Visual and radar confirmed ufo sightings

Discussion in 'UFOs, Ghosts and Monsters' started by Magical Realist, May 24, 2016.

  1. Magical Realist Valued Senior Member

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    LOL! We can also positively identify a ufo at different times, as in "hey that moving star is a lot closer now and has flashing colored lights and a cylindrical shape."
     
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  3. Magical Realist Valued Senior Member

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    The people who saw one object disappear and the other rise up into sky confirm the object was no longer visible. Which is also confirmed by the pilots, who then tracked the object by radar evading pursuit with amazing maneuvers. The radars confirm the behavior of the now non-visible object. Is this sinking in yet?
     
    Last edited: May 25, 2016
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  5. Magical Realist Valued Senior Member

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    "Case 2, Lakenheath, Britain. 1956.

    One of the most sensational cases of Radar- Visual sighting occurred in Britain in 1956. An unusual object was tracked on radar travelling at a speed of at least 4000 miles an hour. The object was witnessed by duty personnel in the control tower and also by the crew of a passing C-47 aircraft. As the object became stationary in the sky it was picked up by numerous other radar operators, who were astonished to see it go from point to point in bursts of speed of at least 600 m.p.h. In the words of the principal witness: "There was no slow start up or build up to this speed - it was constant from the second it started to move until it stopped."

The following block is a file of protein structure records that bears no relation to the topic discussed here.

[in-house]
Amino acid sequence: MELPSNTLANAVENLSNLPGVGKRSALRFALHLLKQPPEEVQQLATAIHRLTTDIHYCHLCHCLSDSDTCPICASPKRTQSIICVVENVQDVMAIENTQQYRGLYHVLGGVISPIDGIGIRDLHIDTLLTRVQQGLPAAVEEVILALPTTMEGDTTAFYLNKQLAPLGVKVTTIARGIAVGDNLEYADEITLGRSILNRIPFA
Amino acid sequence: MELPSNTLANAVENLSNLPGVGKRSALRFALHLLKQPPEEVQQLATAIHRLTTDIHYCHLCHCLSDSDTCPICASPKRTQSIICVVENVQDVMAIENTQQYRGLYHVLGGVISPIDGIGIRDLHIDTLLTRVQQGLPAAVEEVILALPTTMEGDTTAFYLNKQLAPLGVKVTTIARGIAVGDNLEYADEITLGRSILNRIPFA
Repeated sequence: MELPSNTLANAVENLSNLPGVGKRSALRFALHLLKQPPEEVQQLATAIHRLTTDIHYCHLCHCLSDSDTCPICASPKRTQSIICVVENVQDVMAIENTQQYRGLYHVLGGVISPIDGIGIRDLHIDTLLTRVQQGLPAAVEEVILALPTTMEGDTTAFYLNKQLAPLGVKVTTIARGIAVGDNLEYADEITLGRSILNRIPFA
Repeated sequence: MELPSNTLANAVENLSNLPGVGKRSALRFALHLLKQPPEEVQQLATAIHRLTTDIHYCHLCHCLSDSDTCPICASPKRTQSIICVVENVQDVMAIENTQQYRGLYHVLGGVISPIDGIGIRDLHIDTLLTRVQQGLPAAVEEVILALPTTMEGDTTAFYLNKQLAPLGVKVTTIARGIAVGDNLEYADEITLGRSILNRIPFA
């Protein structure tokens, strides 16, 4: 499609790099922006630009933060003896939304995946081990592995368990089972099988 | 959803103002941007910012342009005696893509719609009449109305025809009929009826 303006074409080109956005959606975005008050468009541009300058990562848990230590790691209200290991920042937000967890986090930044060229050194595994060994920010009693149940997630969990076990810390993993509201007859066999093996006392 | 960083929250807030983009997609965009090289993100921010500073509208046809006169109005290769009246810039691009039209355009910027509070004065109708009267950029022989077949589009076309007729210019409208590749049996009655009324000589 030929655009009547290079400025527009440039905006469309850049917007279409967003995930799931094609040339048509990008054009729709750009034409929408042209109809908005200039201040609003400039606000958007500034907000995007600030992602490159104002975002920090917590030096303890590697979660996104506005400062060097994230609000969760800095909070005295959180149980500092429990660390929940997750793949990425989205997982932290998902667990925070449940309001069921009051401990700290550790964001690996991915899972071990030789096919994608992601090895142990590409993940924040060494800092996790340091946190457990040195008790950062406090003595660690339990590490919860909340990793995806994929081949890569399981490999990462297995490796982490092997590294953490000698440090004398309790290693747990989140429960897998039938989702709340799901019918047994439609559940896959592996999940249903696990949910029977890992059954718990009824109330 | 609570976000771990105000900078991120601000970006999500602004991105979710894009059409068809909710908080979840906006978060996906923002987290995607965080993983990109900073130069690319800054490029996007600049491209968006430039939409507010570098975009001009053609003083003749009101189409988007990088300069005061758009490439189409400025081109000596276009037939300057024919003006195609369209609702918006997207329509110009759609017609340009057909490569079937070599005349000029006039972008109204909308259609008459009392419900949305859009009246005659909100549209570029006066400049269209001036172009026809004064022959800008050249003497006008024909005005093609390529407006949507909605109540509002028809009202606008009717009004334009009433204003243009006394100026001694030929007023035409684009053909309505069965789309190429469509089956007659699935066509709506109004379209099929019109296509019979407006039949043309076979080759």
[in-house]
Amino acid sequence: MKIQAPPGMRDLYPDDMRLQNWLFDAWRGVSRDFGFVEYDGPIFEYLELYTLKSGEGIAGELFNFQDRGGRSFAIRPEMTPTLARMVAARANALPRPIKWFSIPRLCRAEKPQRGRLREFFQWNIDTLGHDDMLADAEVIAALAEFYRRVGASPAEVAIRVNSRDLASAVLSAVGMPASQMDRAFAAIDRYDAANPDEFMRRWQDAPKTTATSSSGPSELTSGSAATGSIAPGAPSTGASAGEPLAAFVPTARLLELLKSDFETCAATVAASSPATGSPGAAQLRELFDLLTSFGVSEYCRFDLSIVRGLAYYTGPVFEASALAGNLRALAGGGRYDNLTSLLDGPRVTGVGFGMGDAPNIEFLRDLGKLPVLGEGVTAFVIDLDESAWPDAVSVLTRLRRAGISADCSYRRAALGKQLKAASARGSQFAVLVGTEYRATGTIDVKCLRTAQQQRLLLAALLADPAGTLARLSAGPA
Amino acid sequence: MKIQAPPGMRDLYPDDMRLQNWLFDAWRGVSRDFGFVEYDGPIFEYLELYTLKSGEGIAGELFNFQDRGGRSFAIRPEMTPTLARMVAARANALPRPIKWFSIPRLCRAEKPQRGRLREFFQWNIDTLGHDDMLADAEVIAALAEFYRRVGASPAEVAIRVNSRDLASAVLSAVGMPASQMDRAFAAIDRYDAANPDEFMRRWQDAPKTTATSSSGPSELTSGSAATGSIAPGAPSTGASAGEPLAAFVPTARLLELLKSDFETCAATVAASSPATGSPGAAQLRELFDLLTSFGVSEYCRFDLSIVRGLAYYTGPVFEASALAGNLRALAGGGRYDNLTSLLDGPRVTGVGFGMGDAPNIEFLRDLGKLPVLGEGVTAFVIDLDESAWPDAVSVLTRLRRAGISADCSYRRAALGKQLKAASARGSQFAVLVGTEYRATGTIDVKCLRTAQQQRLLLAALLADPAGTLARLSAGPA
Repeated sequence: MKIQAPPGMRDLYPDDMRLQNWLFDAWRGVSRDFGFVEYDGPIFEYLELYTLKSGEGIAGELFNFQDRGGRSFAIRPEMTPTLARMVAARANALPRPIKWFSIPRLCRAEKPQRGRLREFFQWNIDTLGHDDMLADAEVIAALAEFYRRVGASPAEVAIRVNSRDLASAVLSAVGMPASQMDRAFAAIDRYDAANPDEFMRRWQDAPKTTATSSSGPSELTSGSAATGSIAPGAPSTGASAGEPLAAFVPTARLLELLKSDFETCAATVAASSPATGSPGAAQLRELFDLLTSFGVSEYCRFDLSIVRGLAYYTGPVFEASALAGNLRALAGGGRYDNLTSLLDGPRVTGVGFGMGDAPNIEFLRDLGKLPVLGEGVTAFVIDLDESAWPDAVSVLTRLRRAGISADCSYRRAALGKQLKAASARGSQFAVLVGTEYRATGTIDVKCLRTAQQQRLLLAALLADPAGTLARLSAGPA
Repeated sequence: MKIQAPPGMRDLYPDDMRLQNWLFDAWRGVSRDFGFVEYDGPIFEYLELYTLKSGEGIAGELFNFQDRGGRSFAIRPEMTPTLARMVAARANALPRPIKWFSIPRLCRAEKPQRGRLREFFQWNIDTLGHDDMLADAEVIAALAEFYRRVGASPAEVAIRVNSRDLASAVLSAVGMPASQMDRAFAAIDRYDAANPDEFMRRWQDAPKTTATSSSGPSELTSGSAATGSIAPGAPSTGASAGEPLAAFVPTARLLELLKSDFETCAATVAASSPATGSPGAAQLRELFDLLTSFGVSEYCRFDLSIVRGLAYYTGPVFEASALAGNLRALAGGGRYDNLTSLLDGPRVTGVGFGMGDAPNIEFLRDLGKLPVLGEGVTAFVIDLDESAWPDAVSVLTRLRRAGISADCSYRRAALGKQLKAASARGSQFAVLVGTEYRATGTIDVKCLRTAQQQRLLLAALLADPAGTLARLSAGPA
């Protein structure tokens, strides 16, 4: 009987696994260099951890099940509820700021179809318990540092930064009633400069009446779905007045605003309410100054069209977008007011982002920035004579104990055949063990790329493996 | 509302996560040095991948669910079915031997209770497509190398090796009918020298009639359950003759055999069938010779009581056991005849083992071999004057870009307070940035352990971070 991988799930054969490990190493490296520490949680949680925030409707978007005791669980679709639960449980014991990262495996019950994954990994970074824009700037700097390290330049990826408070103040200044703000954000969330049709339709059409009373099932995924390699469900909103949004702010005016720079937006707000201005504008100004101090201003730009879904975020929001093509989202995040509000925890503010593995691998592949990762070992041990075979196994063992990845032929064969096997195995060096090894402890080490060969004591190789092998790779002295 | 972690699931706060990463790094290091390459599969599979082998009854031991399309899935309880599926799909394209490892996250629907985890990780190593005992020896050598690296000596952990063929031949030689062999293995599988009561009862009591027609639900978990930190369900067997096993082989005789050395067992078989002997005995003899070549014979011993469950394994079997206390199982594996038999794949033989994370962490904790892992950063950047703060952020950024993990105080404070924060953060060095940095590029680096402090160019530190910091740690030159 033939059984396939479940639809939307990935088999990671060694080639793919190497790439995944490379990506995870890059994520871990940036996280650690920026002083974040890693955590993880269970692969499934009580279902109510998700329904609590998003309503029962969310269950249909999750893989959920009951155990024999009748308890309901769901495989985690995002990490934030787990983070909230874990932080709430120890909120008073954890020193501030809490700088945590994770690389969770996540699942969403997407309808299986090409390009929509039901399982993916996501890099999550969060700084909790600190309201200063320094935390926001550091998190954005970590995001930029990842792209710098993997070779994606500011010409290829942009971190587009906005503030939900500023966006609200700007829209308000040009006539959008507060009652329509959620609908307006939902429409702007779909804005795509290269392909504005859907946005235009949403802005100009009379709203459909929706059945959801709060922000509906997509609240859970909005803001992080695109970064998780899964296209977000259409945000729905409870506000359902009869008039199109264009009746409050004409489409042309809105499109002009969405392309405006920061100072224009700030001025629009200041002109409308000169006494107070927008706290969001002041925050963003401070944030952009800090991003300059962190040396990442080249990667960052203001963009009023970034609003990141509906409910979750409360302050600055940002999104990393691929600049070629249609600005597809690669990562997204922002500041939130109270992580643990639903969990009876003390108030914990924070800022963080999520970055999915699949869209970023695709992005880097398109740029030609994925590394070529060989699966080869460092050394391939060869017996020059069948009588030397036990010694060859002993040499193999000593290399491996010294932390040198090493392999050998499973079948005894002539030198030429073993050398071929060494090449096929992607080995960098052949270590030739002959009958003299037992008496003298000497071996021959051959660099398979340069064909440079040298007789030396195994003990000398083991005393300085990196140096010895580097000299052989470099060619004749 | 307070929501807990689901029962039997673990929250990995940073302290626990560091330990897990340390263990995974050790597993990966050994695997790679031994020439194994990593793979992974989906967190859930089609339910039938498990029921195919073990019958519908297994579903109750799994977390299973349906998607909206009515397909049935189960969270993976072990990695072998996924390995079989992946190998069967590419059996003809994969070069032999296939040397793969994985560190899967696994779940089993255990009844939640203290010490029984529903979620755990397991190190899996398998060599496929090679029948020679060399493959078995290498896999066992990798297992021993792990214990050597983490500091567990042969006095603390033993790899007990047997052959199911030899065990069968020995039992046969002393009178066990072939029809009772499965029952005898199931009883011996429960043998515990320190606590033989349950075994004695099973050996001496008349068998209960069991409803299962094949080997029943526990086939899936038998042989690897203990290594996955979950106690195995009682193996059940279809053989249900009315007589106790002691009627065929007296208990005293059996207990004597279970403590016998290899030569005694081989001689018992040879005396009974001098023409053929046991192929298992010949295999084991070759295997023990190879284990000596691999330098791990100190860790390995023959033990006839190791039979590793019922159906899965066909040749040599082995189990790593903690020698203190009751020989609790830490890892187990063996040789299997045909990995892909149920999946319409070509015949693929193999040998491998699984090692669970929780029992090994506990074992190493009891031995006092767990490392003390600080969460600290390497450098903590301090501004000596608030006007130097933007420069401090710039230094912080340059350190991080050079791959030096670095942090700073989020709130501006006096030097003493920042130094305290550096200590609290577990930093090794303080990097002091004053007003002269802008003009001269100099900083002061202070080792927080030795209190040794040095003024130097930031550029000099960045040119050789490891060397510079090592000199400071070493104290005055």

By this time the object had excited a great deal of interest and set the phone lines buzzing between numerous air bases. It was decided to scramble two RAF interceptors to investigate. The first of the pilots to sight the target managed to lock on his guns, but the UFO instantly vanished from sight, only to reappear behind him moments later. At this instant a second UFO appeared on the radar scopes.